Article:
Lundell was a force early in the second period. First, the 2019 World Junior gold medalist and highly touted 2020 NHL draft prospect made it 3-0 at 1:01, finishing off a rush with Tuukka Tiesola. Lundell was held pointless during his recent 12-game playoff run with HIFK Helsinki, but the 17-year-old Espoo native is serving notice it’ll be different at this tournament.
“On my goal, we were moving straight forward,” Lundell said. “I got the puck in the middle and shot with a quick release over the glove.”
The Finns seemed to be in full control. Lundell bulled his way toward the net and forced Canadian defenceman Thomas Harley into a hooking penalty. Canada, however, capitalized shorthanded. Rees won a foot race and got a breakaway, sliding a backhand deke past Taponen at 4:55.
“We started off a little bit slow and we were a little bit nervous,” Rees said. “But as soon as we started to play our game, you could tell that our speed was taking it to them.”
The goal energized the Canadians. They narrowly missed some close-in chances, but Newhook made no mistake when, with his team applying pressure in the Finnish zone, the captain of the BCHL’s Victoria Grizzlies got the puck in the right faceoff circle. Newhook zinged one past Taponen high to the stick side at 9:42 to cut the deficit to 3-2. The vibe had changed.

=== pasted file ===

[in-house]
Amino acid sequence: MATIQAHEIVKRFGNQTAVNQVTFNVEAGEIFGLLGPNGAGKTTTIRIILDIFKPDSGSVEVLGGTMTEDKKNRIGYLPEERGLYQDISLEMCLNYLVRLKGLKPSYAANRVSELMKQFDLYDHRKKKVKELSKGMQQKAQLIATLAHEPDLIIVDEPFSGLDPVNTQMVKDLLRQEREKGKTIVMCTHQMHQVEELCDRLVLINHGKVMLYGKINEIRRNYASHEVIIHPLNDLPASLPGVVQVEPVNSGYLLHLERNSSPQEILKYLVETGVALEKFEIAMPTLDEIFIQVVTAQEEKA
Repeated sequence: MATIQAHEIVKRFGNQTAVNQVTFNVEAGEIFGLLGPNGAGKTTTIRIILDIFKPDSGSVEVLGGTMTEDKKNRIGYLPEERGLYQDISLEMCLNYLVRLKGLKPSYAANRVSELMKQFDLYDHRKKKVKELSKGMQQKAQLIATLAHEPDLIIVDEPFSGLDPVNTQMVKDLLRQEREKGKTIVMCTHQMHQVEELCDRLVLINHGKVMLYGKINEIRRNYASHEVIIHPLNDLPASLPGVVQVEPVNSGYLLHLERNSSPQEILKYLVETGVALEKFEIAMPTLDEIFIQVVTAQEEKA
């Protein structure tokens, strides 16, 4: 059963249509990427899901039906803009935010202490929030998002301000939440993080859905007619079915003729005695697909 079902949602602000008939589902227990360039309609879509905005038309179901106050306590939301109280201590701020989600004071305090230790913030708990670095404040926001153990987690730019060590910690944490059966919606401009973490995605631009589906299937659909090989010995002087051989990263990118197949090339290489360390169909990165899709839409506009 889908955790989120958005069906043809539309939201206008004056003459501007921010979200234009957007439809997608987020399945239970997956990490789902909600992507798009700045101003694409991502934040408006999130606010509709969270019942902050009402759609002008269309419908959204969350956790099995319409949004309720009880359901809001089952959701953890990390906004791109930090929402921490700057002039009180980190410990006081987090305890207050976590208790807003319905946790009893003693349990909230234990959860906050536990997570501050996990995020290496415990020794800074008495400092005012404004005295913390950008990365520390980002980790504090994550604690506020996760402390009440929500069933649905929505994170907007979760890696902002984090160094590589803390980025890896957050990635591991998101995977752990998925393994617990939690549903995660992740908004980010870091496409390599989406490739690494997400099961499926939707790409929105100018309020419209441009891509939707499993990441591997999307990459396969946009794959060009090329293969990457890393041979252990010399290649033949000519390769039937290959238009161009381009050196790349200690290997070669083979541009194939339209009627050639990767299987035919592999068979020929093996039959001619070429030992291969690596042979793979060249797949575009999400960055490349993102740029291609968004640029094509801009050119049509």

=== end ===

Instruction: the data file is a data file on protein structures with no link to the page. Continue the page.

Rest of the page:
“We know we’re a talented group,” said Krebs. “There’s a lot of skilled players in this locker room. We just said that if we won our 50-50 battles, we were going to outplay these guys.”
Saarela was shaken up when he lost his footing on a rush and slammed into the Canadian end boards, but he was able to continue.
In the final stanza, the Canadian power play took just 21 seconds to connect for the 3-3 equalizer when Petman was sent off for a late hit. It was a veritable work of art. Tracey skimmed the puck to Krebs. The Canadian captain, from inside the Finnish blue line, returned the puck to Tracey with a clever backhanded feed, enabling him to get in and beat Taponen with a forehand deke.
With under a minute left, trailing by a goal, Finland killed its comeback hopes with a penalty for too many players on the ice. Finnish coach Mika Marttila pulled Taponen for the extra attacker regardless, but Krebs added an empty-netter to make it 5-3 with 31 seconds left.
Lundell learned from the adversity the Finnish U20 team faced en route to gold in January: “I think the most important thing was that we had tough times there, but we trusted each other and played together. We always thought that if we just keep going that we would get that one chance and could win the games. I think that’s important here too. We need to get the team together with every guy trusting each other, and we can play our best game.”
Canada tangles with Switzerland in Friday’s early game, while Finland takes on Belarus in the late game.
Of aiming to break Canada’s gold-medal drought, Krebs said: “It would be unbelievable. I think any time you come and play in these tournaments, you crave that gold medal. It creates that feeling in your stomach that you only get once in a while. So we’ve got to battle hard and take it game by game, and hopefully we can win tomorrow.”